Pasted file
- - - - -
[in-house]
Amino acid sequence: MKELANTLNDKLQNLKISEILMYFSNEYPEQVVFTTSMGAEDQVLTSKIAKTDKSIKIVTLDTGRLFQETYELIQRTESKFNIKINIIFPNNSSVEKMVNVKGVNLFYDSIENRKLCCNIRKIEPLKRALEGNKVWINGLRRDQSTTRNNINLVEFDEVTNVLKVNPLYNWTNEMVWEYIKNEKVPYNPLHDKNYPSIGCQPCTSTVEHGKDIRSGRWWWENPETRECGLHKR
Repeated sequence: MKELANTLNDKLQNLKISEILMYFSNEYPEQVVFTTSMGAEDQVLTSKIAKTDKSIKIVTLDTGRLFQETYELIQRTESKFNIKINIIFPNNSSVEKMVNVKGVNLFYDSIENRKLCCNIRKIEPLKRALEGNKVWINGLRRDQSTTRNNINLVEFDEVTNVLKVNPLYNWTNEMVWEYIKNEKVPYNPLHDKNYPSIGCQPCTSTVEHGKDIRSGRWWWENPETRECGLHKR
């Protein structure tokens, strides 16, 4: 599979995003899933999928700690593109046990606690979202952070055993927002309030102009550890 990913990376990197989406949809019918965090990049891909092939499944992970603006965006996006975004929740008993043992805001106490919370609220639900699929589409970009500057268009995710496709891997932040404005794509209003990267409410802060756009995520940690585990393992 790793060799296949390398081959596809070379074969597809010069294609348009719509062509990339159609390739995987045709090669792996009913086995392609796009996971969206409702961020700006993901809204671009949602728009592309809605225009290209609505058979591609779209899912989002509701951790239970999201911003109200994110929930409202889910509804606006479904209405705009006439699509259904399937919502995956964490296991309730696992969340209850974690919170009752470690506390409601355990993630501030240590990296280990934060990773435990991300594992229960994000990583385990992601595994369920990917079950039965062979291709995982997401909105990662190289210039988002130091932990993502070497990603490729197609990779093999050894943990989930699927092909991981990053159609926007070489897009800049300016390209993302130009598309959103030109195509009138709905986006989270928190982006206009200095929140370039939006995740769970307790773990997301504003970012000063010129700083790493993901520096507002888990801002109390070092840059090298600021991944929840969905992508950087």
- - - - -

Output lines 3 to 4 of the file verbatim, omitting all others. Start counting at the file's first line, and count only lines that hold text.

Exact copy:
Repeated sequence: MKELANTLNDKLQNLKISEILMYFSNEYPEQVVFTTSMGAEDQVLTSKIAKTDKSIKIVTLDTGRLFQETYELIQRTESKFNIKINIIFPNNSSVEKMVNVKGVNLFYDSIENRKLCCNIRKIEPLKRALEGNKVWINGLRRDQSTTRNNINLVEFDEVTNVLKVNPLYNWTNEMVWEYIKNEKVPYNPLHDKNYPSIGCQPCTSTVEHGKDIRSGRWWWENPETRECGLHKR
């Protein structure tokens, strides 16, 4: 599979995003899933999928700690593109046990606690979202952070055993927002309030102009550890 990913990376990197989406949809019918965090990049891909092939499944992970603006965006996006975004929740008993043992805001106490919370609220639900699929589409970009500057268009995710496709891997932040404005794509209003990267409410802060756009995520940690585990393992 790793060799296949390398081959596809070379074969597809010069294609348009719509062509990339159609390739995987045709090669792996009913086995392609796009996971969206409702961020700006993901809204671009949602728009592309809605225009290209609505058979591609779209899912989002509701951790239970999201911003109200994110929930409202889910509804606006479904209405705009006439699509259904399937919502995956964490296991309730696992969340209850974690919170009752470690506390409601355990993630501030240590990296280990934060990773435990991300594992229960994000990583385990992601595994369920990917079950039965062979291709995982997401909105990662190289210039988002130091932990993502070497990603490729197609990779093999050894943990989930699927092909991981990053159609926007070489897009800049300016390209993302130009598309959103030109195509009138709905986006989270928190982006206009200095929140370039939006995740769970307790773990997301504003970012000063010129700083790493993901520096507002888990801002109390070092840059090298600021991944929840969905992508950087």